1. In this math.SE question and this MO question, David Speyer was trying to find the set of irrational θ such that $\sum_{n=1}^\infty \sin(n^r\theta)/n$ converges (r > 1 an integer). He was concerned about the θ = 1 case but, from my answer on MO and David's answer on math.SE it can be seen that it converges for almost every θ but, at the same time, it only converges for θ in a meagre set.

2. Along a similar line, this MO question was asking for which θ the asymptotic bound $\sum_{n=1}^N{\rm sign}(\sin(n\pi\theta))=O(N^x)$ holds. For 1/2 < x < 1 my answer shows that it holds for almost every θ but, at the same time, it only holds for θ in a meagre set.

3. This question asks if there are 2x2 matrices C such that Tr(Cn) is dense in the reals as n runs through the positive numbers. Bjorn Poonen shows that the answer is yes. In fact, his proof is easily modified to show that Tr(Cn) fails to be dense only on a meagre set. However, my answer shows that |Tr(Cn)| diverges for almost every C.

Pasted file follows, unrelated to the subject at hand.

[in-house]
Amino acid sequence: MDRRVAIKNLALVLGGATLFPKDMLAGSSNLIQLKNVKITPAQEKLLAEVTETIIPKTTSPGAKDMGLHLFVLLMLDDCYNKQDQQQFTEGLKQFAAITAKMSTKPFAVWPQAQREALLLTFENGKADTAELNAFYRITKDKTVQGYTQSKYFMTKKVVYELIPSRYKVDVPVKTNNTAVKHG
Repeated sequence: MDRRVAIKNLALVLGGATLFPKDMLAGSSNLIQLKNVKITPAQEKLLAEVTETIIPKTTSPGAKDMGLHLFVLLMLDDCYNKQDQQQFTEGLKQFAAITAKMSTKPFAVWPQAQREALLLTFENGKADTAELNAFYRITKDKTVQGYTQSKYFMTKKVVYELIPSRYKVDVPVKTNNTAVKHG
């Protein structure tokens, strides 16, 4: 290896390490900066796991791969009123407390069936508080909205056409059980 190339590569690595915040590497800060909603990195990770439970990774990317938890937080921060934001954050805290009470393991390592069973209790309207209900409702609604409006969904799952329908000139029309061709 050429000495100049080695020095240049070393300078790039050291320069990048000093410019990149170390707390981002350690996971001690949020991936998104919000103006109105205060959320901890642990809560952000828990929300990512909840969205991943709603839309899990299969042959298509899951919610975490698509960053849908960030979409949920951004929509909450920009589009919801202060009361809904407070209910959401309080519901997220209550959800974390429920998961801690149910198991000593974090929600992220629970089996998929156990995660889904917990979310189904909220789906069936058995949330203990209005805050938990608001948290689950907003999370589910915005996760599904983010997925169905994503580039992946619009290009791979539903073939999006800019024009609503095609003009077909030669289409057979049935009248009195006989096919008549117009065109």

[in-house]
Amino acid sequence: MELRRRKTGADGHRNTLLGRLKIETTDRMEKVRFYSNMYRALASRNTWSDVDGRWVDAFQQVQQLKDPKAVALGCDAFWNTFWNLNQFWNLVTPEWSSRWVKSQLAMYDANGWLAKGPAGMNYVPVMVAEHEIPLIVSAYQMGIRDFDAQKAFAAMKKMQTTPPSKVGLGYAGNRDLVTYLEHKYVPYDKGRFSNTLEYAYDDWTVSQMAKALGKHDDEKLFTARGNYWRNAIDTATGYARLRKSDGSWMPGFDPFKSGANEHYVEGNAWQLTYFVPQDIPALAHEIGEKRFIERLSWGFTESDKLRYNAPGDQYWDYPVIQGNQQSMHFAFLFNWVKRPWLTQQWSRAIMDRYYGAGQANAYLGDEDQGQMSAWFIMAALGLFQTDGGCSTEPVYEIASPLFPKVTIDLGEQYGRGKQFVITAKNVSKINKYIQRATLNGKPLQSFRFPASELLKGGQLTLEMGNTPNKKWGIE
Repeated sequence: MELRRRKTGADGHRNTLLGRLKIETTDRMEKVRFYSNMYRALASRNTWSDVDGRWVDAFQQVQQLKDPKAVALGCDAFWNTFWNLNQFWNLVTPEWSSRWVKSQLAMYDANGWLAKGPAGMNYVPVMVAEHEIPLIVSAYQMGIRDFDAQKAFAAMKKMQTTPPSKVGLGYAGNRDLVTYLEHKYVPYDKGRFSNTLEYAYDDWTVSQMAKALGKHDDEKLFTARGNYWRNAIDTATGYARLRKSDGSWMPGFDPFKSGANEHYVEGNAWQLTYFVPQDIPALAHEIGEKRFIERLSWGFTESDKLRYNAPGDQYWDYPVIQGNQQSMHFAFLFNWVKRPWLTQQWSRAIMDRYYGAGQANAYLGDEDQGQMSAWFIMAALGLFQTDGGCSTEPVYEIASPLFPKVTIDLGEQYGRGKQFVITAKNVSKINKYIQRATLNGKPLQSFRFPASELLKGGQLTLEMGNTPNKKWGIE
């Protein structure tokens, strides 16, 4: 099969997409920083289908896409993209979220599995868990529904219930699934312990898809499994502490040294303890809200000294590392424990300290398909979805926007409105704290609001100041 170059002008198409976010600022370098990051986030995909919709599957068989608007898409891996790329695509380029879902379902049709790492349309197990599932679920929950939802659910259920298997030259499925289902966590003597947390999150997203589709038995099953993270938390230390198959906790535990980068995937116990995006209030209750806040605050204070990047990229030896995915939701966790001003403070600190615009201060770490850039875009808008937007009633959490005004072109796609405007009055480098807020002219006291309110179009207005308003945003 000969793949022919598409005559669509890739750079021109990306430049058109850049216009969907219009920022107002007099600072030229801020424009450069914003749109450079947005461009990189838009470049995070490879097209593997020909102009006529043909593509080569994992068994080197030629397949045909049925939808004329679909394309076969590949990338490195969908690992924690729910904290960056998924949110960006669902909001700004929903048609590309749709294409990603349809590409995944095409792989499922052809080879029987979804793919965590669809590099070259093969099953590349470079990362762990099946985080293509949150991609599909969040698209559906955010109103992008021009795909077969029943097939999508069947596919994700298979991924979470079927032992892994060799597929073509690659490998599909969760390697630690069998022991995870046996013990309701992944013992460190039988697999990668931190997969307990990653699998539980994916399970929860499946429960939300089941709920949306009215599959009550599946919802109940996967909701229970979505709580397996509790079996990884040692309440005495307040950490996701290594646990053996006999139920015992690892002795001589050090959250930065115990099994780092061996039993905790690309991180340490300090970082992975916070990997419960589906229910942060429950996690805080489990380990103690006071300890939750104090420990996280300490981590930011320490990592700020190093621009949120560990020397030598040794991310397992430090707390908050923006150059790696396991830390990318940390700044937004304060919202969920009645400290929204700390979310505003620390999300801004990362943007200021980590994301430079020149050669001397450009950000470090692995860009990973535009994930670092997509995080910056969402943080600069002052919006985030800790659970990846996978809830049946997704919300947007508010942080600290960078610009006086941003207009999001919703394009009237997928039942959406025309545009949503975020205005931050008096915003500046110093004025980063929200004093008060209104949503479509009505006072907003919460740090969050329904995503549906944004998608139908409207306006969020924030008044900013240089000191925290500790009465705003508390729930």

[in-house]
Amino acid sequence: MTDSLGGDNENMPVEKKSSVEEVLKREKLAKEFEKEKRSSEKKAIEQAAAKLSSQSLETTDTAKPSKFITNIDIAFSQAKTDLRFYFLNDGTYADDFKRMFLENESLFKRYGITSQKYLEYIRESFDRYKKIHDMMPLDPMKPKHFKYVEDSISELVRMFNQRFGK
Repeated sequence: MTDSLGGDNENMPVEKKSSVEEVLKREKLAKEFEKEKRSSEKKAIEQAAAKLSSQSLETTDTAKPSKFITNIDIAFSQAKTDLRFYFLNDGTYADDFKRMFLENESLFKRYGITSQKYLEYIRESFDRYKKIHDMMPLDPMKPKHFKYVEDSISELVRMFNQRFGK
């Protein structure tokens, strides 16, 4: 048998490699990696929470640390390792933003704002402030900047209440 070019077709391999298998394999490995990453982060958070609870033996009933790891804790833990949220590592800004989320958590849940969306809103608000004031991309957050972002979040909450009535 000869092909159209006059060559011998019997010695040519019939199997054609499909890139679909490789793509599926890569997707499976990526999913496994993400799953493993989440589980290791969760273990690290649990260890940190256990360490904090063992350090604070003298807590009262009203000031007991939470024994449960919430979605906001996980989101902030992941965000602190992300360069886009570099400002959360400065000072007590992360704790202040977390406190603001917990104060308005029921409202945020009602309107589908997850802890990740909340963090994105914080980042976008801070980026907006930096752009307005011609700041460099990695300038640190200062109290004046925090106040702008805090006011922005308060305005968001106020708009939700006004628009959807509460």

4. The above examples really just come down to the following point. The set of real numbers with finite irrationality measure (i.e., non-Liouville numbers) is meagre. However, almost every real number has irrationality measure 2.

Along similar lines, the set of normal numbers is meagre and has full Lebesgue measure (see also, Andreas' answer). The set of real numbers whose continued fraction quotients have geometric mean converging to Khintchin's constant is meagre with full Lebesgue measure. The set of real numbers whose continued fraction quotients occur according to the Gauss-Kuzmin distribution is meagre with full Lebesgue measure. And so on...